Wireless audio distribution leverages DECT technology

December 10, 2013 | 14:37
Wireless audio distribution leverages DECT technology
Wireless audio distribution leverages DECT technology

Cambridge Consultants have developed a new wireless audio distribution system for hearing assistance or simultaneous translation in auditoria and conference centres. Dubbed Salix, the system uses a Digital Enhanced Cordless Telecommunication (DECT) platform to eliminate the high installation and configuration costs of current infrared systems, delivering high quality stereo audio at a fraction of the installed cost of an infrared system.


Most audio distribution systems in use today are based on infrared technology, which has limited range and requires a clear line of sight between the transmitter and receiver, compelling the installation of several transmitters in a venue, generally on the ceiling. This can be expensive, not only because of the need for multiple transmitters, but also because of the time-consuming and complicated installation.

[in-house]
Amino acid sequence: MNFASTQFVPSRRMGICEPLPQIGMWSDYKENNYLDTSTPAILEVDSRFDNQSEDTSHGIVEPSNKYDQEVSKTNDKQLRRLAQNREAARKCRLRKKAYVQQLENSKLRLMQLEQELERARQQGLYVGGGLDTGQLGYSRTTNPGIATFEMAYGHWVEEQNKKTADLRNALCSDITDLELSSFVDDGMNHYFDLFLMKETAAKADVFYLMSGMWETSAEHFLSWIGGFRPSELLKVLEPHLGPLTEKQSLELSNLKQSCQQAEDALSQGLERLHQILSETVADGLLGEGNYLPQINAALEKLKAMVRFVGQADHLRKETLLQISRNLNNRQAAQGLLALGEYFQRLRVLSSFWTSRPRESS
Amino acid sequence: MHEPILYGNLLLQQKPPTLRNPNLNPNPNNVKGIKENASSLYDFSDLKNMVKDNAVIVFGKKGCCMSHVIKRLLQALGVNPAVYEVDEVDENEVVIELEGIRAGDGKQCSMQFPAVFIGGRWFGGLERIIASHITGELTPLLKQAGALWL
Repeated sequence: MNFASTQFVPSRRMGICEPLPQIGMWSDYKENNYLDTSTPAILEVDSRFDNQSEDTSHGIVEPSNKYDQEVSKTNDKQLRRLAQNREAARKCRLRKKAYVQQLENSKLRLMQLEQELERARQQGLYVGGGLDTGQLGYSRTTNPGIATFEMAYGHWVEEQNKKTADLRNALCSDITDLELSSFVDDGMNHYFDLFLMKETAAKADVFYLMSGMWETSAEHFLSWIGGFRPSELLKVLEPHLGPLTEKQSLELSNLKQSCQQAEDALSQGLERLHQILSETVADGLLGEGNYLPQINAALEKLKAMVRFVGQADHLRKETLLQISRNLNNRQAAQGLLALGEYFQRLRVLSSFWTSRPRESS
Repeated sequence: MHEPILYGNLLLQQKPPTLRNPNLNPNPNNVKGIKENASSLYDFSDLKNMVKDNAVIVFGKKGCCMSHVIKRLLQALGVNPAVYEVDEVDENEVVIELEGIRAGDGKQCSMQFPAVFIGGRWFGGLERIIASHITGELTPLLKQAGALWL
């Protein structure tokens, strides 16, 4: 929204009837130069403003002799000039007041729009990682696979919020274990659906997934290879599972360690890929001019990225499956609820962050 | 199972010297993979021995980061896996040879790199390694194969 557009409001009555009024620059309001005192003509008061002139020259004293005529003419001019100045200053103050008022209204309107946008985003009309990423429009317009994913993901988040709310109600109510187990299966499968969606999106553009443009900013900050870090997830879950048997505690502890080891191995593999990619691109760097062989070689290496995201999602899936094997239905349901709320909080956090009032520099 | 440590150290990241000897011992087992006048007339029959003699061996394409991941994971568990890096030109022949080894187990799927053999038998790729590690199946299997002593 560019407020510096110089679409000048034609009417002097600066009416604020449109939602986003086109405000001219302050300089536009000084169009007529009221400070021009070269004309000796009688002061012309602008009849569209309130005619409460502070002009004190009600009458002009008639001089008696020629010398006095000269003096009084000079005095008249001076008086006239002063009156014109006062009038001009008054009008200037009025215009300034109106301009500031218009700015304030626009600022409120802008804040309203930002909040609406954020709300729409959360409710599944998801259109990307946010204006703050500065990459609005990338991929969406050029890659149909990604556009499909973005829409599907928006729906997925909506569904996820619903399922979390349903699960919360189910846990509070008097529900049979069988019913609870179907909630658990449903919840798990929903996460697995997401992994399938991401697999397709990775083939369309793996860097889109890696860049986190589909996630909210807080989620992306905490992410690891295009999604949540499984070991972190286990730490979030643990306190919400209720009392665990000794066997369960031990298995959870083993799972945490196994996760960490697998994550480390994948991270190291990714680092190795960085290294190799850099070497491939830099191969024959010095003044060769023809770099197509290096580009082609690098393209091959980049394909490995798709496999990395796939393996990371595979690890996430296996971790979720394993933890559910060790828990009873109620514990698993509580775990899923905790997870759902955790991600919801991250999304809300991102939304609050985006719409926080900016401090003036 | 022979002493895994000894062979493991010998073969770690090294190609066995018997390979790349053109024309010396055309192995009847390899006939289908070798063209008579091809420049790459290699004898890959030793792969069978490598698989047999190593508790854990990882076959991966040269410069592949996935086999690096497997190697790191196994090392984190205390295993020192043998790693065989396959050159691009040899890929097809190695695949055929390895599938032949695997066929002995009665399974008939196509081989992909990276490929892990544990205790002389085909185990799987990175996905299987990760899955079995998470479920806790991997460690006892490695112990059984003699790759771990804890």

Salix overcomes these problems by utilising DECT wireless technology, which has an effective operating range of at least 100 metres, does not require line of sight contact, and is self-configuring to ensure interference-free transmission. The result is high-quality, zero-dropout audio distribution from a single transmitter installed anywhere – significantly reducing hardware and installation costs. For simultaneous translation applications, several Salix systems can coexist in an auditorium, conference centre or school, thanks to a robust spectrum etiquette scheme shared by all users of the DECT bands.


The Salix system comprises a transmitter board that can be populated for one or two stereo channels and a receiver board with selector buttons for volume, power and audio programme, an audio output socket and a built-in lithium polymer battery. A modern high quality, low latency music codec delivers stereo audio with a 15 kHz bandwidth.


The Salix reference design, which has been tested and proven, is available as a hardware documentation package including photoplot and assembly information, with executable software for the transmitter and receiver modules. Source code licensing is also available for custom design.


Image: Cambridge Consultants

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